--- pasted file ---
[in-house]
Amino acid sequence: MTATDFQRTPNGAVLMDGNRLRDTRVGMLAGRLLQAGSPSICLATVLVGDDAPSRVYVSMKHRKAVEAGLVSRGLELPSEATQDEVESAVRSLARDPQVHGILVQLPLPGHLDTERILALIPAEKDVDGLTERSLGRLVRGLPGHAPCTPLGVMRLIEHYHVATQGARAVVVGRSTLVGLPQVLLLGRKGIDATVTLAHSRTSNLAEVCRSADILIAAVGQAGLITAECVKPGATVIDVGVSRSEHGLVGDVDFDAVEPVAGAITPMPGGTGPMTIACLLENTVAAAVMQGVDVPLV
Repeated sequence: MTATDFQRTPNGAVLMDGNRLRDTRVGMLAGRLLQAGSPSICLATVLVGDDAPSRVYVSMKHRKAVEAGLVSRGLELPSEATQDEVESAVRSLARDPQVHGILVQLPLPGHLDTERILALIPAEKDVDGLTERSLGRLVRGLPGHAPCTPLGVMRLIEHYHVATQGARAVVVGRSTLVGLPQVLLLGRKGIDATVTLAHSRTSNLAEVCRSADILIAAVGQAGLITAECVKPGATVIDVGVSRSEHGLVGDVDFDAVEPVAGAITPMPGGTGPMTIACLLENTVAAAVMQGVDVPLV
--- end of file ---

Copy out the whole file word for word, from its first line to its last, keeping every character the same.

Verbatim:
[in-house]
Amino acid sequence: MTATDFQRTPNGAVLMDGNRLRDTRVGMLAGRLLQAGSPSICLATVLVGDDAPSRVYVSMKHRKAVEAGLVSRGLELPSEATQDEVESAVRSLARDPQVHGILVQLPLPGHLDTERILALIPAEKDVDGLTERSLGRLVRGLPGHAPCTPLGVMRLIEHYHVATQGARAVVVGRSTLVGLPQVLLLGRKGIDATVTLAHSRTSNLAEVCRSADILIAAVGQAGLITAECVKPGATVIDVGVSRSEHGLVGDVDFDAVEPVAGAITPMPGGTGPMTIACLLENTVAAAVMQGVDVPLV
Repeated sequence: MTATDFQRTPNGAVLMDGNRLRDTRVGMLAGRLLQAGSPSICLATVLVGDDAPSRVYVSMKHRKAVEAGLVSRGLELPSEATQDEVESAVRSLARDPQVHGILVQLPLPGHLDTERILALIPAEKDVDGLTERSLGRLVRGLPGHAPCTPLGVMRLIEHYHVATQGARAVVVGRSTLVGLPQVLLLGRKGIDATVTLAHSRTSNLAEVCRSADILIAAVGQAGLITAECVKPGATVIDVGVSRSEHGLVGDVDFDAVEPVAGAITPMPGGTGPMTIACLLENTVAAAVMQGVDVPLV